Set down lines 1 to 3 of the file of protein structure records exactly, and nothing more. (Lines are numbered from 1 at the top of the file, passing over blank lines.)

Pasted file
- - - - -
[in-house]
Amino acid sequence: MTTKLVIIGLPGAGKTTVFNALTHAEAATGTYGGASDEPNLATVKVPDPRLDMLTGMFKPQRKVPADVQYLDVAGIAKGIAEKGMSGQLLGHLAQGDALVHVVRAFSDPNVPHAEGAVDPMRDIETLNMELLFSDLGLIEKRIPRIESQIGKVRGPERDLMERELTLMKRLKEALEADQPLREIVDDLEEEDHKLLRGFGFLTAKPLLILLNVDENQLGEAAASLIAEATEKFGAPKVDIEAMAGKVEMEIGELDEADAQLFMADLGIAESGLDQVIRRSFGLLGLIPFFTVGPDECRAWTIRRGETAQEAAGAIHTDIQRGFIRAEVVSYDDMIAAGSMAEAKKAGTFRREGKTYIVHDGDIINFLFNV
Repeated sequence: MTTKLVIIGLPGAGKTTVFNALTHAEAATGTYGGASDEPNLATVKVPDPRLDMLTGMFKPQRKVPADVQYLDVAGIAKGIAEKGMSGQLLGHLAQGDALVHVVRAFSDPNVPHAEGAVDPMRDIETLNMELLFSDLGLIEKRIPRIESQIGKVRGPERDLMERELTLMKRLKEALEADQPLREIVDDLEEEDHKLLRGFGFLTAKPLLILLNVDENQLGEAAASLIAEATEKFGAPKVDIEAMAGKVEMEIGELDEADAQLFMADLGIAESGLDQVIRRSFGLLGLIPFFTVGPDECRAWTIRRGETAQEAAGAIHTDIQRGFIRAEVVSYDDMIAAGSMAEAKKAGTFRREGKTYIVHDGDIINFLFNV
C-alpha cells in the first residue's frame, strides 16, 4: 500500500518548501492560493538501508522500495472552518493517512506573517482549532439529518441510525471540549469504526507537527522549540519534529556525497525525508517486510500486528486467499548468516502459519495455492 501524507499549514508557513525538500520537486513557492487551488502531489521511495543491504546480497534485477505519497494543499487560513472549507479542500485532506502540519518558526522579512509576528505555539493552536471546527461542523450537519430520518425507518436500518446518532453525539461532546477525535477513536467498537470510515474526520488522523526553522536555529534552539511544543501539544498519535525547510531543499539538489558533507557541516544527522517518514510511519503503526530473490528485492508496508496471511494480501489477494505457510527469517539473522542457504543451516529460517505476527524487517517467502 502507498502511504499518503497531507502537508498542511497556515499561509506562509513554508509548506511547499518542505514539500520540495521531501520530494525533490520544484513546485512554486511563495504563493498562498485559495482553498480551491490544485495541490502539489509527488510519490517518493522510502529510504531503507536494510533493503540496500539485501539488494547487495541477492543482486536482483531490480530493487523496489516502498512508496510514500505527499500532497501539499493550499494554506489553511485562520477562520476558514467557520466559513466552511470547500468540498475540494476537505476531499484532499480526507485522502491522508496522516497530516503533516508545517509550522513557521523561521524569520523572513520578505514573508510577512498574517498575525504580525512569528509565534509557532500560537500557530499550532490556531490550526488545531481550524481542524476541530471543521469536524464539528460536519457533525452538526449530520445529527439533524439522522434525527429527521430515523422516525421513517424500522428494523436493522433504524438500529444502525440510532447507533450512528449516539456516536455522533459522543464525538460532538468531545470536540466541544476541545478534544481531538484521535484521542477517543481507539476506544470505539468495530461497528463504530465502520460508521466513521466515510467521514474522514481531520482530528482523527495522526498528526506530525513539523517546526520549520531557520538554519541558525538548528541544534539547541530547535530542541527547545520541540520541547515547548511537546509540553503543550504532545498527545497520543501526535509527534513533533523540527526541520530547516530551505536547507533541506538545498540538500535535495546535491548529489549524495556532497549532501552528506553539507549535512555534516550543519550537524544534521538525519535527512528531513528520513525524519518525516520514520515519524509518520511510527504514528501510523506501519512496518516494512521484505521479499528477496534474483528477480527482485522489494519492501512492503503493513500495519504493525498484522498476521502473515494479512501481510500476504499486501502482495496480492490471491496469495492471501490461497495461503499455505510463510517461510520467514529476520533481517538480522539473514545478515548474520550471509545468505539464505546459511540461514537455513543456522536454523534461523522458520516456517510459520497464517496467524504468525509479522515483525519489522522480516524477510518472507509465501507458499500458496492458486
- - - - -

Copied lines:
[in-house]
Amino acid sequence: MTTKLVIIGLPGAGKTTVFNALTHAEAATGTYGGASDEPNLATVKVPDPRLDMLTGMFKPQRKVPADVQYLDVAGIAKGIAEKGMSGQLLGHLAQGDALVHVVRAFSDPNVPHAEGAVDPMRDIETLNMELLFSDLGLIEKRIPRIESQIGKVRGPERDLMERELTLMKRLKEALEADQPLREIVDDLEEEDHKLLRGFGFLTAKPLLILLNVDENQLGEAAASLIAEATEKFGAPKVDIEAMAGKVEMEIGELDEADAQLFMADLGIAESGLDQVIRRSFGLLGLIPFFTVGPDECRAWTIRRGETAQEAAGAIHTDIQRGFIRAEVVSYDDMIAAGSMAEAKKAGTFRREGKTYIVHDGDIINFLFNV
Repeated sequence: MTTKLVIIGLPGAGKTTVFNALTHAEAATGTYGGASDEPNLATVKVPDPRLDMLTGMFKPQRKVPADVQYLDVAGIAKGIAEKGMSGQLLGHLAQGDALVHVVRAFSDPNVPHAEGAVDPMRDIETLNMELLFSDLGLIEKRIPRIESQIGKVRGPERDLMERELTLMKRLKEALEADQPLREIVDDLEEEDHKLLRGFGFLTAKPLLILLNVDENQLGEAAASLIAEATEKFGAPKVDIEAMAGKVEMEIGELDEADAQLFMADLGIAESGLDQVIRRSFGLLGLIPFFTVGPDECRAWTIRRGETAQEAAGAIHTDIQRGFIRAEVVSYDDMIAAGSMAEAKKAGTFRREGKTYIVHDGDIINFLFNV